Alberta and B.C. opinions shift as feds reapprove Trans Mountain project

As the Trans Mountain (TMX) pipeline expansion project is reapproved by the federal government, opinions on the project are starting to shift.

Fewer Albertans are in favour of the project compared to British Columbians, who are showing more support than before.

New statistics from Research Co. show that a majority of Albertans still support TMX, however specifically, fewer Calgarians are still giving the project a thumbs up.

While support for TMX remains high in the province, one-in-four Albertans say the project should be stopped.

RELATED STORIES: Survey finds more B.C. residents favour Trans Mountain pipeline expansion

TMX has seen several delays over the years, including in B.C. where Environment and Climate Change Canada ordered a halt to construction through a forest in Burnaby, B.C., in April, 2021.

“That’s the kind of thing that people in Canada are generally getting a bit tired of, a project that’s going to cost way more than we thought, [and] it’s going to take much longer than we thought… and, when you’re having trouble paying your own bills, you’re not as sympathetic when governments can’t pay their bills either,” said Kristen van de Biezenbos, associate professor of law at the University of Calgary

Meanwhile, the pipeline is seeing more support for the project from B.C. than ever before.

Over 51 per cent of those surveyed in the West-coast province say they approve of TMX. Comparing those results to similar polls last year, the project’s approval has gone up by six points.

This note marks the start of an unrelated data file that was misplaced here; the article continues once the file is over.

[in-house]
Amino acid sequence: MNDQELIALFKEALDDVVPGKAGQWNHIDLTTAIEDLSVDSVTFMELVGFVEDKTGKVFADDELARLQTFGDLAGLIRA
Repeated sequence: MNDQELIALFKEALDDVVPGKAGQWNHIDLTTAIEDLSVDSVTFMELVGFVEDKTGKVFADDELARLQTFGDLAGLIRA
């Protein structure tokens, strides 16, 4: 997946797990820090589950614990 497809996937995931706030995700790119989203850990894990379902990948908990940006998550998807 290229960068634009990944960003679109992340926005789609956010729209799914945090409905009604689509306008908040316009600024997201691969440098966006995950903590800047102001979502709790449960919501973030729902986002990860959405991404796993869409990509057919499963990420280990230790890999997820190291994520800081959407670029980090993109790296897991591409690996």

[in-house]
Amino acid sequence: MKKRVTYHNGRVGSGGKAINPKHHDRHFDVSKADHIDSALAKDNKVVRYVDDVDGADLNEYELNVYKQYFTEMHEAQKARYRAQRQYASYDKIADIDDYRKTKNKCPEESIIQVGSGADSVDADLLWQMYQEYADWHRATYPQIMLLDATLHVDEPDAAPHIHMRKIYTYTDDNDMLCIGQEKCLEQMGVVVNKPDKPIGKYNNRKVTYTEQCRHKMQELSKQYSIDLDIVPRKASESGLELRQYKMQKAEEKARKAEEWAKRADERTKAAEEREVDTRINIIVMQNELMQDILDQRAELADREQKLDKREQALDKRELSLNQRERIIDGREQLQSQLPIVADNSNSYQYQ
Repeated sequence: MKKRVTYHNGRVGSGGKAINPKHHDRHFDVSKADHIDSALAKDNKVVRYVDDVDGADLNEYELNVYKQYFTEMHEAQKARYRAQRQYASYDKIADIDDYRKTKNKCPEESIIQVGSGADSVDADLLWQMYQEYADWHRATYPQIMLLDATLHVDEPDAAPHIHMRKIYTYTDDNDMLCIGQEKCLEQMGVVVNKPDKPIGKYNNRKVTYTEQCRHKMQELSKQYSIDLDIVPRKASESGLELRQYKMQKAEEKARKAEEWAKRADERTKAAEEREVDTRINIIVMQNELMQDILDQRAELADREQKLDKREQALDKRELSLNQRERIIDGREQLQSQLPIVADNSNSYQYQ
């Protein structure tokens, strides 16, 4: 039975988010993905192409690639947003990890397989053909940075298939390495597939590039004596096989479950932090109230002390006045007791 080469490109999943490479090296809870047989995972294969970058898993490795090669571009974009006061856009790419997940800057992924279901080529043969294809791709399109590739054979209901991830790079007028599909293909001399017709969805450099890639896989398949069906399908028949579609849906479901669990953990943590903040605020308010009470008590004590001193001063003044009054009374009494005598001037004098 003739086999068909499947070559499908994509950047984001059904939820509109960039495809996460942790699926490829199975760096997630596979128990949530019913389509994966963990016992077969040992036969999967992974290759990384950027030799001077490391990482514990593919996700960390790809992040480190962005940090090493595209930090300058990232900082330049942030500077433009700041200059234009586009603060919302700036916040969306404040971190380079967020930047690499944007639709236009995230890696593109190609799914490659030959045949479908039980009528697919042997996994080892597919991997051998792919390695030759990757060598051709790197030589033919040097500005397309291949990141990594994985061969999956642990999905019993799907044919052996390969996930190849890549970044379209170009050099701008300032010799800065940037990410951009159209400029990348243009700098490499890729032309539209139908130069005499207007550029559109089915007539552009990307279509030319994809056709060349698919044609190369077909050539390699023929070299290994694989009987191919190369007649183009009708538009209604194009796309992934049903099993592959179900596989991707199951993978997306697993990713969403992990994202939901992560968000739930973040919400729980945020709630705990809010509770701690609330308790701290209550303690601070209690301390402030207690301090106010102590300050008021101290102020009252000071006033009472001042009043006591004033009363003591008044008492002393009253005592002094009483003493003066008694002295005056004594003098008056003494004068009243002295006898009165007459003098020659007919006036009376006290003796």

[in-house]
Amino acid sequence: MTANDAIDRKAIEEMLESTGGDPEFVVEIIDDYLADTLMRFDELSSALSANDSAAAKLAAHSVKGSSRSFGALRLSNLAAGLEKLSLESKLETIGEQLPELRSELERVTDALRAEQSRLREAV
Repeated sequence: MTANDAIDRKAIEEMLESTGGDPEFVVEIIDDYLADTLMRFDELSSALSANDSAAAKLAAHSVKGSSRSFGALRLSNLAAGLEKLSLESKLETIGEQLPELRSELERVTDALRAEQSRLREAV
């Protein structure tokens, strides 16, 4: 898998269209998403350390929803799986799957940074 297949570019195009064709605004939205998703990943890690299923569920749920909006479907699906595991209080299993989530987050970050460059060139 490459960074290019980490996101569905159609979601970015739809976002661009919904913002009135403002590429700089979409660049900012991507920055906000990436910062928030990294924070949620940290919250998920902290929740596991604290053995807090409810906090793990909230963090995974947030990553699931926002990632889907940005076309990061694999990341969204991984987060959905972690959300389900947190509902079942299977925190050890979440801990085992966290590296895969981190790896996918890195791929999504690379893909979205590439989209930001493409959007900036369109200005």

van de Biezenbos says it’s because the “Alberta vs. B.C.” war over the project has started to die down, and now people aren’t quick to offer support or opposition to it solely based on where they live.

“For a minute there, it was very much about province-versus-province, and I think at the time when polling was done about how people in British Columbia and Alberta felt about the Trans Mountain Pipeline expansion, I think that at least some of it was actually a little bit about tribalism,” she said to CityNews.

“Since that’s no longer true, you’re seeing more people in British Columbia saying, ‘well, actually I think I may be in favour of it,’ and then you see the opposite in Alberta where you no longer have to say that you’re in favour of it because that’s Alberta’s position. Now you can say, ‘well, maybe I’m not that crazy about another pipeline.'”

Other statistics shared by Research Co. show three-in-five Albertans disapprove of the federal government’s handling of the project.

People in both provinces believe the project will create hundreds of new jobs and help decrease fuel cost at the pump.

The project is about halfway through construction and is expected to be fully completed by the end of 2023.

-With files from Phil Wood

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